Research Papers on The Handmaid's Tale
The Handmaid’s Tale is a dystopian novel by Canadian author Margaret Atwood. First published in 1985, the novel is set in a future America that has been taken over by Christian fundamentalists, called the Republic of Gilead. The story is told from the perspective of a woman character known only as Offred (Of Fred).
In this future, women are classified by their various roles and named only by their owner: Ofglen, Offred, etc. Offred is a handmaid, a concubine kept because the upper class wives cannot bear children. Her sole purpose is to bear children for The Commander. Other classes of women include the Marthas, older women reduced to domestic servants.
Although the Commander is only supposed to have sex with Offred during a special ceremony, he soon begins an illicit affair with her, introducing her to a secret world full of contraband. The Commander’s wife, Serena Joy, also arranges for Offred to have sex with their driver, Nick, in an effort for her to get pregnant. Nick, however, turns out to be part of the underground resistance, the Mayday. Offred is taken away by the secret police, but Nick assures her that they are the resistance.
The novel ends with a postscript set further in the future, relating how a professor studying the Gilead Period came across Offred’s story, that she recorded on cassette tapes.
Atwood has been quoted many times as having said that everything in the Gilead state exists in nascent form in contemporary America.
- First published in the mid 1980s, when the “religious right” began to look like it might acquire real political power in the United States, the book warns us of the dangers posed by this.
- This is a book in which historical context is very important. Just as the growth of secular totalitarianism alarmed George Orwell and formed the basis of his dystopian novel, 1984, so The Handmaid’s Tale reflects Atwood’s alarm over the direction in which the country seemed to be headed in the mid-1980s.
- Like Orwell’s 1984 and Huxley’s Brave New World this dystopian novel is an extrapolation into the future of current trends.
As it has turned out, the power of the religious right, while still formidable, has been greatly curbed, this in part because restriction of abortion rights is unpopular with the mainstream. Abortion in the Gilead state is, of course, a capital crime and it is so ex post facto. Of the bodies hanging on the hooks in what had been Harvard Yard, some are those of physician’s who had performed abortions in the past, when they were legal (32-3). The Gilead state is trying to increase and multiply the population in the face of a horrible demographic situation in which environmental degradation stemming from nuclear accidents and chemical pollution have damaged the gene pool. In our own time this has not happened yet, but birth rates have declined in the United States and Northern Europe and it is certainly the case that environmental worries are very salient in the public mind. All of this, plus the central issue of female autonomy, when taken together indicate that the novel is essentially a commentary on the direction that history seems to be taking us.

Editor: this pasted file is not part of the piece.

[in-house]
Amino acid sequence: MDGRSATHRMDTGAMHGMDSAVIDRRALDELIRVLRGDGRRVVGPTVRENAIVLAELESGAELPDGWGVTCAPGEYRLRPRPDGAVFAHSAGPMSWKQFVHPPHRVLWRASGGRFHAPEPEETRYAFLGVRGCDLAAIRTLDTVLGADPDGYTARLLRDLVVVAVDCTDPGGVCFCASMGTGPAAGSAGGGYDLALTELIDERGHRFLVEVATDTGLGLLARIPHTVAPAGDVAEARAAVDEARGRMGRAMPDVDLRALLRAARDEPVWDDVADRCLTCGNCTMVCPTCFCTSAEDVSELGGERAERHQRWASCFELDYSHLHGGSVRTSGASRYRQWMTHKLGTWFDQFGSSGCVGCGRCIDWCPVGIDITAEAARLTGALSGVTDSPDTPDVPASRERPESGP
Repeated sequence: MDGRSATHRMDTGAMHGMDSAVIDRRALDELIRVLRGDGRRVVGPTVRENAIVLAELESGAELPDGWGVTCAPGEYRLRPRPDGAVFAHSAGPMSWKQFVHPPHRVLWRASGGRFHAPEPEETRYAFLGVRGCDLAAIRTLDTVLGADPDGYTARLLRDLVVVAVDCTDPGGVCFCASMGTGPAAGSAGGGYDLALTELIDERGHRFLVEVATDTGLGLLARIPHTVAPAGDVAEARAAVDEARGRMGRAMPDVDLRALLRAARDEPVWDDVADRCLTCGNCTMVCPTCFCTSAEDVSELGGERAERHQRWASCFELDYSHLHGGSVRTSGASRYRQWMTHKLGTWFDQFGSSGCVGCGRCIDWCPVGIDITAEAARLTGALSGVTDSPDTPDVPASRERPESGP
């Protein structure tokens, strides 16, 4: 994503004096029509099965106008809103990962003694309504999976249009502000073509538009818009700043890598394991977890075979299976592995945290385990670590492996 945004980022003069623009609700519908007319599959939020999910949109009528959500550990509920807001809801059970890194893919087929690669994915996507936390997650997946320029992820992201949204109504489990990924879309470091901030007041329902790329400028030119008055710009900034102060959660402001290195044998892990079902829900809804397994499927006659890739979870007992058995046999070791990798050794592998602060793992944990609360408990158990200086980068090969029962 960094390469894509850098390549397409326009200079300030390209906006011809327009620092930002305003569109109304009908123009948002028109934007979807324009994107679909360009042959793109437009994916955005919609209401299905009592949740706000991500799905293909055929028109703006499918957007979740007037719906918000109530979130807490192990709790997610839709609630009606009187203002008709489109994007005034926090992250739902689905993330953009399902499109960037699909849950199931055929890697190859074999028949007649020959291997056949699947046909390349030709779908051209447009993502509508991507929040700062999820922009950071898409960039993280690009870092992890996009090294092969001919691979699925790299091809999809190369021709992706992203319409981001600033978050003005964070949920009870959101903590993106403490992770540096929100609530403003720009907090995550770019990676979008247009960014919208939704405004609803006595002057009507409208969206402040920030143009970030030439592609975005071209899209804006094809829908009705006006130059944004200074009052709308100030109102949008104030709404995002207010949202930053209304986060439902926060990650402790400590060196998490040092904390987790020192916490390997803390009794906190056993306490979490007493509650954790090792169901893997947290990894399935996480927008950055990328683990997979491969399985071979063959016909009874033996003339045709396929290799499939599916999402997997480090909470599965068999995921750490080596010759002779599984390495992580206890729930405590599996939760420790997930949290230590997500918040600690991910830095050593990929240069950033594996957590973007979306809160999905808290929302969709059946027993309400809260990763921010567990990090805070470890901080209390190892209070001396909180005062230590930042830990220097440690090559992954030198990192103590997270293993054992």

Now it is the nature of dystopian novels to be alarmist and to exaggerate; it is from the depiction of radical historical change that they derive their power. They would not hold the reader’s interest if they did not portray horrible discontinuities with time present. The Gilead state is probably not the direction in which history will take us. One of the weak points of the book from the standpoint of plausibility is the depiction of the way in which the Gileadites manage to take over—a coup d’etat involving a “suspension” of the constitution by the military after a Gilead engineered murder of the entire Congress and the President (174). This implies that right-wing religious conservatives could somehow acquire control over the military in this country and that the professional officers of the military would work to over-throw civilian control. This is a rather far-fetched idea. But the function of dystopian literature is to give us a good scare and, in warning us of what might lie ahead if things get out of hand, they serve a useful purpose. A totalitarian night did not descend over the whole earth as Orwell predicted, but by calling public attention to the danger that lies implicit in totalitarianism and totalitarian methods, Orwell did the world a good service. The historic direction in which we are headed respecting female autonomy is probably much more benign than Atwood’s novel would have us believe. Praise be. But Atwood does good service in warning us of dangers posed by the political activism of the religious right and by their views regarding gender roles. It is to be noted that the quotation from I Timothy 2:9-15 often shows up in fundamentalist literature and fundamentalist sermons.